Grand Canyon's Extirpated Fish Species

Three of the eight species of native species of fish are no longer found in Grand Canyon National Park.

Colorado pikeminnow (Ptychocheilus lucius)
Colorado pikeminnow (Ptychocheilus lucius) Status: Endangered

Illustration by Joe Tomelleri

Colorado pikeminnow caught in 1911

Kolb Brothers

Colorado pikeminnow (Ptychocheilus lucius)

Status: Endangered

The Colorado pikeminnow is endemic to the Colorado River and is the largest member of the minnow family on the continent, with a maximum length of six feet (72 inches or 1800 mm). The Colorado pikeminnow is extirpated from Grand Canyon, with the last verified record in 1972. Pikeminnow are still found in the upper end of Lake Powell, in the San Juan River, and in the Yampa and Green Rivers in Dinosaur National Park. The Colorado pikeminnow was the top predator in the Colorado River, feeding on all species of fish. These torpedo-shaped fish have large mouths and are slow-stalking predators.

Pikeminnow were once common in the Colorado River, including in Grand Canyon. Early settlers called them "Colorado white salmon" because of their migratory behavior and quality of their meat. Dynamite was used to harvest pikeminnow near Lees Ferry in the early part of the twentieth century. Early Grand Canyon pioneers, including Emery and Ellsworth Kolb, who operated a photography studio and completed a historic 1911-1912 trip on the Green and Colorado Rivers, caught pikeminnow in Grand Canyon. Pikeminnow have been absent from Grand Canyon since the early 1970s.

Pikeminnow suffered decline due to overharvest by early settlers. The species' decline continued with the construction of dams on the lower Colorado River, including Hoover Dam that blocked their migratory spawning runs. In addition, interactions with non-native fish can lead to pikeminnow mortality.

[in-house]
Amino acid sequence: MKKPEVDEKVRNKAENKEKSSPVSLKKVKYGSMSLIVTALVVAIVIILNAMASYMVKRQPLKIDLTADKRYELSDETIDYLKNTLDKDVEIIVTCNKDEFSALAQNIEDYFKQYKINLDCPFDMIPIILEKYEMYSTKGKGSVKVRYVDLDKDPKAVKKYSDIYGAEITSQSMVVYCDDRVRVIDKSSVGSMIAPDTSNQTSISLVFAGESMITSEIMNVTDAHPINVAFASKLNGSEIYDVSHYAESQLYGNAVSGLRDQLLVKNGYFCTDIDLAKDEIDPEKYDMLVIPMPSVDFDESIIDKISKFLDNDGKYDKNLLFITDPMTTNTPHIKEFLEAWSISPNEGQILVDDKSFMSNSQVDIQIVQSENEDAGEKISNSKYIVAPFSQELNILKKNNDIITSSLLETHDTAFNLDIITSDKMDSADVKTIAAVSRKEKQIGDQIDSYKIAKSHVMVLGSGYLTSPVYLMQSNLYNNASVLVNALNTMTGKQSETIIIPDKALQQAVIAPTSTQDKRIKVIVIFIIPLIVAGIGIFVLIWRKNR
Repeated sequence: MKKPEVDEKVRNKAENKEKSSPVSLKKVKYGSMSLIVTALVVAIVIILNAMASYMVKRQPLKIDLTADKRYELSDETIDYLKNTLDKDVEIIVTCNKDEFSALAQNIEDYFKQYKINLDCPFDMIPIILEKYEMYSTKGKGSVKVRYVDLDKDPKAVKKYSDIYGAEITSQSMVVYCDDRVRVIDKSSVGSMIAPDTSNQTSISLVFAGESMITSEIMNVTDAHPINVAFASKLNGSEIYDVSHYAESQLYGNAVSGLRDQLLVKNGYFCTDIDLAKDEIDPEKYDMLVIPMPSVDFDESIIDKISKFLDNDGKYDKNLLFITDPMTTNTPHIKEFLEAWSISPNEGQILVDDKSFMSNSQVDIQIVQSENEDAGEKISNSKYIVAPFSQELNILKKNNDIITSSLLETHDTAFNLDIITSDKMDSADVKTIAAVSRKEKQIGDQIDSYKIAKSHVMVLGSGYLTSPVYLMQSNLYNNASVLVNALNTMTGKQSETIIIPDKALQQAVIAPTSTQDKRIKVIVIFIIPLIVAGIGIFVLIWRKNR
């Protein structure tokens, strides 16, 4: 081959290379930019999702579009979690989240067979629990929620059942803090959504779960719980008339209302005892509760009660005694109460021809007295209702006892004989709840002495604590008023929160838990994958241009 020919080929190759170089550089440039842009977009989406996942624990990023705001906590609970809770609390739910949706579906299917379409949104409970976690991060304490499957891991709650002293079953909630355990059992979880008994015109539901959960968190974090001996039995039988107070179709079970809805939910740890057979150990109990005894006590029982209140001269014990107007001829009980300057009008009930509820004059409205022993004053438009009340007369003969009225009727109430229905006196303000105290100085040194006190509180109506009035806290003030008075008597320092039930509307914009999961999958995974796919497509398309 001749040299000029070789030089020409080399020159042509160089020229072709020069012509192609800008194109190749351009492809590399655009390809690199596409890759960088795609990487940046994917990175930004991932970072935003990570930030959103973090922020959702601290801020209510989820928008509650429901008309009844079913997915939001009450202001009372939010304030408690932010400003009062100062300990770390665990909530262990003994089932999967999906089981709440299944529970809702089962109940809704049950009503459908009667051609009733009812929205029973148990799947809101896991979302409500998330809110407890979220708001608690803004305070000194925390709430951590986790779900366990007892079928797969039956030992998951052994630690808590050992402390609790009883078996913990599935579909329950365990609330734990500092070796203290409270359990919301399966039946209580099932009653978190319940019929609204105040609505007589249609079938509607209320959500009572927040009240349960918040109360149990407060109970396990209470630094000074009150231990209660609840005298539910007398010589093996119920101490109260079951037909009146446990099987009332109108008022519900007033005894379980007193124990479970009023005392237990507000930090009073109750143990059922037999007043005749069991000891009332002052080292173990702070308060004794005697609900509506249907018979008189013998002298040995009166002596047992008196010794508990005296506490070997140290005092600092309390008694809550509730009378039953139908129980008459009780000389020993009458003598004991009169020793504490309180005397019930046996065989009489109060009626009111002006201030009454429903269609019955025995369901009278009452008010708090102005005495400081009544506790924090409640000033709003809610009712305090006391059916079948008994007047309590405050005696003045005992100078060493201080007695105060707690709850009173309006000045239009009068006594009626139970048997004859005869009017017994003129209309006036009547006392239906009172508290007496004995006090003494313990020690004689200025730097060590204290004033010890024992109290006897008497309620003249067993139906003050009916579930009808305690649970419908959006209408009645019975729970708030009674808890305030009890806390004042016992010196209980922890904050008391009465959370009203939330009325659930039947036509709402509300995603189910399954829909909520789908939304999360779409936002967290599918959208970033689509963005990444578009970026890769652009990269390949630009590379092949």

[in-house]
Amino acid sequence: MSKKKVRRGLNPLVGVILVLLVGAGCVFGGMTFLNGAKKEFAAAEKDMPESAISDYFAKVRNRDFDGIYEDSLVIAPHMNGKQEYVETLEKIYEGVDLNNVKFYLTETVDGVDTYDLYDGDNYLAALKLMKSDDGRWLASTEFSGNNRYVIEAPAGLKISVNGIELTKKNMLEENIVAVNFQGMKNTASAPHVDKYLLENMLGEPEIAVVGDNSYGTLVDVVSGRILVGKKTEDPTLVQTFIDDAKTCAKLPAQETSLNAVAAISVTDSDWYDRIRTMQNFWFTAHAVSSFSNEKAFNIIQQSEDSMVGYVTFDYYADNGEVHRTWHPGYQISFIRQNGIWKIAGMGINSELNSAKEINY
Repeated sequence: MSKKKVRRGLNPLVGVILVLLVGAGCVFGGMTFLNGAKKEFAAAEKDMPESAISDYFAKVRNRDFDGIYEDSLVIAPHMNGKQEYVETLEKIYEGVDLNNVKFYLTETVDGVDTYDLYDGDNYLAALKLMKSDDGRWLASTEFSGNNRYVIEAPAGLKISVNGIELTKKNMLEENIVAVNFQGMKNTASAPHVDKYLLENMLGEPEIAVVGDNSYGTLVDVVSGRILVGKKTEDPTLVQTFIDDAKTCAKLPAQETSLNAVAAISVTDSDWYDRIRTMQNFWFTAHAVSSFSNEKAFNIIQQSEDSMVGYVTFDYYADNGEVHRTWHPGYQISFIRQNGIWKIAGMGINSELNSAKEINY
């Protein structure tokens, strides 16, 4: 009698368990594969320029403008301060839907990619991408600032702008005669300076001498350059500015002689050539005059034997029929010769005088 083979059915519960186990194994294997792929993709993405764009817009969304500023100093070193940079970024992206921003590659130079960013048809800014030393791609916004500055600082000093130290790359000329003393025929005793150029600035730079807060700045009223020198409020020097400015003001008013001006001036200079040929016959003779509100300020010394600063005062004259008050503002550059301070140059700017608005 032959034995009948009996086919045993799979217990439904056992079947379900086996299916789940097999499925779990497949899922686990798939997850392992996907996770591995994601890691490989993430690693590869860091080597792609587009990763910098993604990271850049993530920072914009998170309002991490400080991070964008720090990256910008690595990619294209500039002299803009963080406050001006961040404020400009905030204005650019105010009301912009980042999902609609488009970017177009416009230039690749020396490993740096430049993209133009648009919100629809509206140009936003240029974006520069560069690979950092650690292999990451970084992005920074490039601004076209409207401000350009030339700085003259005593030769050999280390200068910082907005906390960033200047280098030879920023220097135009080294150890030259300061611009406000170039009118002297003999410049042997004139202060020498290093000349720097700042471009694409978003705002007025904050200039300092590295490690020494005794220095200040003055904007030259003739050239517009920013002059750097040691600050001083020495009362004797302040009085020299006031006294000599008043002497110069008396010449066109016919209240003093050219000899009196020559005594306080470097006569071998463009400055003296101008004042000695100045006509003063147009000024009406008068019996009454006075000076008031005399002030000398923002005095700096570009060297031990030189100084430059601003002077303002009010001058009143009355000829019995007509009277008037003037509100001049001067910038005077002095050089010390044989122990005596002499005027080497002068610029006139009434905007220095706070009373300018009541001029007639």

Bonytail Gila elegans - llustration by Joe Tomelleri
Bonytail (Gila elegans) Status: Endangered

llustration by Joe Tomelleri

Bonytail (Gila elegans)
Status: Endangered

Bonytail is the most critically endangered of the Colorado River's native fish, with no reproducing populations in the wild. A number of hatcheries have refuge populations of the species.

These streamlined chub have large fins and are powerful swimmers. They reach a maximum length of 22 inches (550 mm). They likely inhabited areas of moderate current in the mid part of the river channel. Bonytails are closely related to humpback and roundtail chubs.

Relatively little is known about the species habitat in the wild, or its previous distribution in Grand Canyon. Records are known from Bright Angel and Phantom Creeks in the early 1940s, and bonytail skeletal remains were recovered from Stanton's Cave.

Roundtail chub (Gila robusta)
Roundtail chub (Gila robusta)

Illustration by Joe Tomelleri


Roundtail chub (Gila robusta)

Roundtail chub are one of three species of chub historically found in Grand Canyon. The species was likely extirpated from the canyon by the late 1960s. Although their populations have decreased because of human-caused changes to the Colorado River system, including introduction of non-native warm-water fish species, and the construction and operation of dams and water diversions, roundtail chub are the most abundant of the river's three species of chub outside of Grand Canyon. They are similar in size to humpback chub (20 inches or 500 mm), and are closely related. In fact, it is difficult for fisheries biologists to distinguish juvenile members of the two species. |

Roundtail chub probably inhabited low-velocity reaches of the Colorado River in Grand Canyon. The species was first described from specimens collected near Grand Falls on the Little Colorado River in the 1850s. Roundtail chub have been absent from Grand Canyon since the 1960s.

Last updated: February 24, 2015

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